I decided to publish my write-ups from my comprehensive exam reading fields. I am publishing them *as is.* Thus they represent my thoughts as a new PhD student. They were written between September 2011 and July 2012. The full collection is accessible here.

Wild Bill Hickok: The Man and His Myth

Joseph C. Rosa

  •  Joseph C. Rosa, Wild Bill Hickok: The Man and His Myth (Lawrence, Kansas: University Press of Kansas, 1996).

Joseph G. Rosa, like many boys of his generation, grew up venerating Wild Bill Hickok and his larger-than-life exploits. This admiration led Rosa to contemplate the validity of Hickok’s popular image later in life. Close inspection of primary sources, including interviews with Hickok’s family, resulted in the writing of Wild Bill Hickok: The Man and His Myth, in which Rosa juxtaposes the fabled Wild Bill Hickok with the real-life James Butler Hickok. Hickok’s myth and Western myths in general are problematical and complex, Rosa argues, because they consist of an interwoven web of fact and fiction, the balance of which is sometimes precarious. In Wild Bill Hickok, Rosa addresses, topically, the major myths surrounding Hickok’s figure, and assesses the validity of these myths and their particular origins. The myth first found its footing in 1867, in an article in Harper’s New Monthly, and was solidified into the minds of the nation on his death in 1876, when he was shot in the back of the head, while playing cards, those in his hand being known as the “Deadman’s Hand.”

Hickok is the most controversial figure to have survived the nineteenth century West by way of popular culture, Rosa contends. He still represents the ultimate purveyor of frontier justice, the quintessential gun slinging straight shooter. Hickok and other fabled Western figures came to prominence after the Civil War, Rosa writes, because Americans were in need of a source of escapism, a need that Americans have seemingly not shaken. The hero acts as an “extension of ourselves,” the embodiment of our greatest wishes for our own character. In the case of Wild Bill Hickok, the real-life figure that inspired the myth was quite different from his public persona. He was much quieter and shier than his image would suggest and was also the product of a sound, disciplined, and religious household. His military service during the Civil War was romanticized to feed the growing desire for escapist drama. As with most myths, Rosa finds that there was some factual basis behind all of the claims, but that they were severely blown out of proportion to satisfy public yearnings.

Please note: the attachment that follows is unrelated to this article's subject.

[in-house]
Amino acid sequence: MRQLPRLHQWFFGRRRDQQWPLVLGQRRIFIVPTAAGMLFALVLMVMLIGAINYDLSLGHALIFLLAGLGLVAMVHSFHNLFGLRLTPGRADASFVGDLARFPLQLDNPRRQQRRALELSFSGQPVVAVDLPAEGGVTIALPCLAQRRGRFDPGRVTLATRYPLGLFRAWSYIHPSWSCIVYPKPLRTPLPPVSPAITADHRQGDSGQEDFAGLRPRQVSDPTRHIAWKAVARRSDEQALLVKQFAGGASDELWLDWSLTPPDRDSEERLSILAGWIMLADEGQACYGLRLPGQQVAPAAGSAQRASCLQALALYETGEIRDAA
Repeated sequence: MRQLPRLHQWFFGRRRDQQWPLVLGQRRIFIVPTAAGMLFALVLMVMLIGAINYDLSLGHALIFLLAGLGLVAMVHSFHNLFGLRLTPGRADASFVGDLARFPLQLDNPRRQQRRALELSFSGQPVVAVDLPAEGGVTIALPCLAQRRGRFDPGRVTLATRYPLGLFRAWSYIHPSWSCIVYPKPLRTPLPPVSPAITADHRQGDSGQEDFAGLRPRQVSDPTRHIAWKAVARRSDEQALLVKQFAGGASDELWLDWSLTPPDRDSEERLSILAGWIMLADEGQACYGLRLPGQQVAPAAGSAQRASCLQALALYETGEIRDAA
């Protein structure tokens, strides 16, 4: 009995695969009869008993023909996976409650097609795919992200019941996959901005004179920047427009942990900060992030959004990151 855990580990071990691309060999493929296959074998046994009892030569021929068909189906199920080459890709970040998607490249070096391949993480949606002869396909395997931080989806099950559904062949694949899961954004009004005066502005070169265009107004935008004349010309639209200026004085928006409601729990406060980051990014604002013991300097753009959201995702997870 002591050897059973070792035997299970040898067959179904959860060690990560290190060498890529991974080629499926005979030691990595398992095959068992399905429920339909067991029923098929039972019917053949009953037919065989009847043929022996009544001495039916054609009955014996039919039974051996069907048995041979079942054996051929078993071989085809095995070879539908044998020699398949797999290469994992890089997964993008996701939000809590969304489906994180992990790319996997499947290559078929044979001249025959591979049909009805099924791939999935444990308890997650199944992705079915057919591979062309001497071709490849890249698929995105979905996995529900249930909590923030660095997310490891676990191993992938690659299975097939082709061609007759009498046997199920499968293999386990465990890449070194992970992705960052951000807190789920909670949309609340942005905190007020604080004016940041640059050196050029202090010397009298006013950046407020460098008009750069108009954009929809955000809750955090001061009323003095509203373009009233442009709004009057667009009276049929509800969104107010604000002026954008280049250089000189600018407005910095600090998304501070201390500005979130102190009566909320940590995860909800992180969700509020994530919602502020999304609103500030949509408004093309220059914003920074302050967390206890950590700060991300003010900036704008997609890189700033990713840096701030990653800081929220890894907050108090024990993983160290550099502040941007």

The major problem with investigating Wild Bill Hickok’s myth, Rosa finds, is that there are no clear indications as to how Hickok personally felt about his burgeoning public persona. In the case of Daniel Boone, one can find clear examples, both in writing and in action, of Boone sustaining and even accentuating the mythic character that preceded his authentic actions. In both cases, the rougher qualities of each man are heightened in order to feed the East with its desire for entertainment and excitement. However, Hickok, at least to Rosa’s knowledge, did not overtly fuel the mythmaking process in the same way the Boone did with such actions as wearing a coonskin cap. Rosa illuminates the way in which mythology basically became the middle and lower-class’ form of tourism. Unlike the upper-class that could vacation in the West, as shown in Anne Farrar Hyde and Earl Pomeroy’s studies, those left behind had to rely on the stories passed down to them through newspapers, dime-novels, and films.

Published by Jessica M. DeWitt

Dr. Jessica M. DeWitt is an environmental historian of Canada and the United States. She is passionate about the use of digital technologies to bridge the gap between the public and researchers. In addition to her community and professional work, she offers various editing and social media consultancy services.

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